15 May 2015: Demo and article have been updated to make the technique 100% portable.
This is a quick follow up to the Ralph Learmont technique I posted the other day, in response to a comment seeking a generic technique to de-duplicate from within a found set.
Clearly there are various ways to skin this particular cat, and I have a suspicion my initial attempt can be further improved upon, but using Ralph’s demo as a starting point here’s what I’ve come up with: De-Duplicate-A-Found-Set.zip
Bear in mind that the goal here is for the script to be 100% portable, i.e., you should be able to copy and paste this script into your solution and run it without any modification at all.
The need to isolate duplicates within an existing found set has often been a source of frustration for developers. A couple weeks ago we examined a technique by Ralph Learmont demonstrating that, contrary to popular belief and experience, the ! (find duplicates) operator can, under certain conditions, be coerced into isolating duplicate values within a found set.
Here’s Ralph’s original statement of the problem:
There’s a quirk in the way Filemaker deals with duplicate records. This makes it difficult to find duplicate records WITHIN a found set of records. If you try to constrain the Find to the current set of records, you might discover extra spurious records appearing. These records have “partner-duplicates” outside of the found set. These unwanted spurious records will appear as single occurrences when you inspect a sorted column. Technically they are duplicates. It’s just that their partners lie “outside”, hidden in the omitted slab of records.
And why it’s a cause for concern:
I think it’s important to explain why finding duplicates in a found set is something that often appears to work… and it won’t be apparent there actually IS AN ISSUE unless one goes to the trouble of actually sorting results and checking for those “single-occurrences”.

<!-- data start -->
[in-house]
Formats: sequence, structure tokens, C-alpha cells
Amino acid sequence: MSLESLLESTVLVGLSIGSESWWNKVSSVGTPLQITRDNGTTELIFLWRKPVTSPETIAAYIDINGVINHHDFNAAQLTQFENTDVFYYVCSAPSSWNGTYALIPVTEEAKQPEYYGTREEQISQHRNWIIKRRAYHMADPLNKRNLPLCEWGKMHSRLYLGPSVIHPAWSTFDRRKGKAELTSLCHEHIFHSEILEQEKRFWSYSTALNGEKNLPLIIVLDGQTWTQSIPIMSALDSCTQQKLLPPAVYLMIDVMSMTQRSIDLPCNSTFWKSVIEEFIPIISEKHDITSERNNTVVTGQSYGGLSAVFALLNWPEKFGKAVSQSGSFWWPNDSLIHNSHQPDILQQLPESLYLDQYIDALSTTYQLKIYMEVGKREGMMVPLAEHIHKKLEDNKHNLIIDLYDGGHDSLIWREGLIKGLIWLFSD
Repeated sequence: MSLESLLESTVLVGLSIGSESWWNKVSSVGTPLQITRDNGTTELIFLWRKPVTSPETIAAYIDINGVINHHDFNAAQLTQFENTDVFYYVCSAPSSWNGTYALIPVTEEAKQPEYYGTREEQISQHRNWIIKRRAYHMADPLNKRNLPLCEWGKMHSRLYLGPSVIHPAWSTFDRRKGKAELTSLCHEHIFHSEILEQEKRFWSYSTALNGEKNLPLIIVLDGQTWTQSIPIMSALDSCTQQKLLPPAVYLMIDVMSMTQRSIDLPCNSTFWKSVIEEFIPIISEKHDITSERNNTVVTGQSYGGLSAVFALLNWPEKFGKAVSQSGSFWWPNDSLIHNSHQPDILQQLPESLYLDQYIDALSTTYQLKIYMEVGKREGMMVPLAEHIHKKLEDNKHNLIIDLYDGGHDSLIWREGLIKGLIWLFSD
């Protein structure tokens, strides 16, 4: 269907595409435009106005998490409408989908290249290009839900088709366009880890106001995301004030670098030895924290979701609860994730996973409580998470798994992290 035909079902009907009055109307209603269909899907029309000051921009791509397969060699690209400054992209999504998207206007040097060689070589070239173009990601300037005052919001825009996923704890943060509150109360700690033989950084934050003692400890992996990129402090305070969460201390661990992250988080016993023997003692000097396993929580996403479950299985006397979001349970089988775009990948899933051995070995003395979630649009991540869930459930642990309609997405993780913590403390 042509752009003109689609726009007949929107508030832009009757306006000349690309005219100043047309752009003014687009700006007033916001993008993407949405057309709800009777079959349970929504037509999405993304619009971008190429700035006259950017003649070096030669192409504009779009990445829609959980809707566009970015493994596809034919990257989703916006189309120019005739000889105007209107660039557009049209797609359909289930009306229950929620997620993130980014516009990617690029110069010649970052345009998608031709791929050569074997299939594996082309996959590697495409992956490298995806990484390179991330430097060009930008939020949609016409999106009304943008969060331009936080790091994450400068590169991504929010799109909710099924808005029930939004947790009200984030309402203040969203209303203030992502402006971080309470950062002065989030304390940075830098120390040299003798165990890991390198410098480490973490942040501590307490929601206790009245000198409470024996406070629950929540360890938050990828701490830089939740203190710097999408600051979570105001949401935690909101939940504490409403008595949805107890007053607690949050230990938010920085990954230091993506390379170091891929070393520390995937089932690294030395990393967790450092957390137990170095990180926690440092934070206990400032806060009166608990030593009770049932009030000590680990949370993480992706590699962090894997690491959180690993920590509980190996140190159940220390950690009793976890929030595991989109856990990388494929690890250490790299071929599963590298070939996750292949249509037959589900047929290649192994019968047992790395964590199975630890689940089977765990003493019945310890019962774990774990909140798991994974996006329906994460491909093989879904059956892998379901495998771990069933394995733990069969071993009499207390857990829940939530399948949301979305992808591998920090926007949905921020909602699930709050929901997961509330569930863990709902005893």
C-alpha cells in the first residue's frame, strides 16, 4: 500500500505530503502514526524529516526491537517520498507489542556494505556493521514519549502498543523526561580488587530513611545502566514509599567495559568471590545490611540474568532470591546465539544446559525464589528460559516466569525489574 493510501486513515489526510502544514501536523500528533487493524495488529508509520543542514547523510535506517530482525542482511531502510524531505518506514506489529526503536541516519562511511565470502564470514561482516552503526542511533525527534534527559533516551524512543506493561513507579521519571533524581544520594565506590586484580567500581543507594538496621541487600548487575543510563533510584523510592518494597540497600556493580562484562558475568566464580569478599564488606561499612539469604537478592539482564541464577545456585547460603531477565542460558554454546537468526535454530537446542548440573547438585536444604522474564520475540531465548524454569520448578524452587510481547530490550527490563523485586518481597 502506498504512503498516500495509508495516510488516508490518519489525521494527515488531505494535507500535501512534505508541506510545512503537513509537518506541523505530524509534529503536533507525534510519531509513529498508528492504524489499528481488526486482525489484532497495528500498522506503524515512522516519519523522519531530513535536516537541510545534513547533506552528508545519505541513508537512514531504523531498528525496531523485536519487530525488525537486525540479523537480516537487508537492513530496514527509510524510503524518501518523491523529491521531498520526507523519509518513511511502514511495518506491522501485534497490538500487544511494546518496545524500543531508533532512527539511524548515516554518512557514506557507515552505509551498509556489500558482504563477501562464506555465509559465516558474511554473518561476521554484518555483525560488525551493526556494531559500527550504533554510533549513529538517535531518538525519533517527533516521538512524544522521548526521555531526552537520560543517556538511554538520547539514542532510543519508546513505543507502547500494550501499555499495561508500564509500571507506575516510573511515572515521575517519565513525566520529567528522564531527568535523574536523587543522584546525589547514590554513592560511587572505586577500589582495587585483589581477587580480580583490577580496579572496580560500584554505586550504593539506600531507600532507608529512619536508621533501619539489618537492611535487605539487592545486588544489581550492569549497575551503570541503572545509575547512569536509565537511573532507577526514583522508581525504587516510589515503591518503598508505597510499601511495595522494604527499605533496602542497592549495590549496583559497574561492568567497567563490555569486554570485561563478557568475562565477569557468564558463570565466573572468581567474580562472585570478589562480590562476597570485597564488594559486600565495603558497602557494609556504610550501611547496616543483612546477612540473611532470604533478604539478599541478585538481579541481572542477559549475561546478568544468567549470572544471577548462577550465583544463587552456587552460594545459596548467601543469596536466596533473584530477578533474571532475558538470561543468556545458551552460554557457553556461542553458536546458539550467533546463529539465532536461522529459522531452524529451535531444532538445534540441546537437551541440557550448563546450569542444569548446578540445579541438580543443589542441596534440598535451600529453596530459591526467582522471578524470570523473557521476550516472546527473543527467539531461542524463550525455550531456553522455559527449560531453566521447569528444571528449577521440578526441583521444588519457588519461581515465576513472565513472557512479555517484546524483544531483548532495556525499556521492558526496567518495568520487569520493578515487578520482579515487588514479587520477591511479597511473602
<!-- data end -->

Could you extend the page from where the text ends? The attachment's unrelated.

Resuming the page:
While the technique was blazingly fast, it seemed to me there was something a bit voodoo-like about Ralph’s previous demo, as well as my attempt at simplification. Apparently Ralph wasn’t satisfied with it either, because he has provided a new demo (Find Duplicates in Found Set) showcasing a more straight-forward technique, and kindly agreed to share some of his thoughts about it as well. Continue reading →
As you may recall the challenge was to retain duplicates and omit unique entries from within an existing found set, as opposed to starting from all records… otherwise we could have just searched on ! (find all duplicates), but since the ! operator does not play nicely with constrain, it was apparently not an option for this particular challenge.
Or so I thought. These gentlemen convincingly prove otherwise — and like all great techniques, what you’re about to see has the potential to be useful in a variety of situations, not just the narrow confines of this particular challenge.
Today it’s my distinct pleasure to present an interview with Dr. Ray Cologon, whose contributions to the FileMaker community over the last decade and more have been invaluable, and whose DevCon sessions are always packed. To add your name to a priority list for future or alternate Master Classes, complete the online expression of interest form at the NightWing Enterprises site.
You’re currently offering FileMaker Master Classes in a number of locations, including two within the US. How did that come about?
The classes being offered presently are in a sense a sequel to two classes that were offered in 2014 in Berlin and London. The original impetus came from Egbert Friedrich of FileMaker Mentoring in Berlin, who invited me to consider presenting developer-oriented material for a Berlin class. It really grew out of that.
I was interested in the idea because my own experience has been that there has been very little available to take people beyond the basics and the levels of ability required (for example) for certification. There are a few DevCon sessions each year that are listed as advanced, and there are some online resources (of which filemakerhacks is one, in fact) that delve into deeper issues. But there has been no coherent framework to address the concepts and challenges that advanced developers face.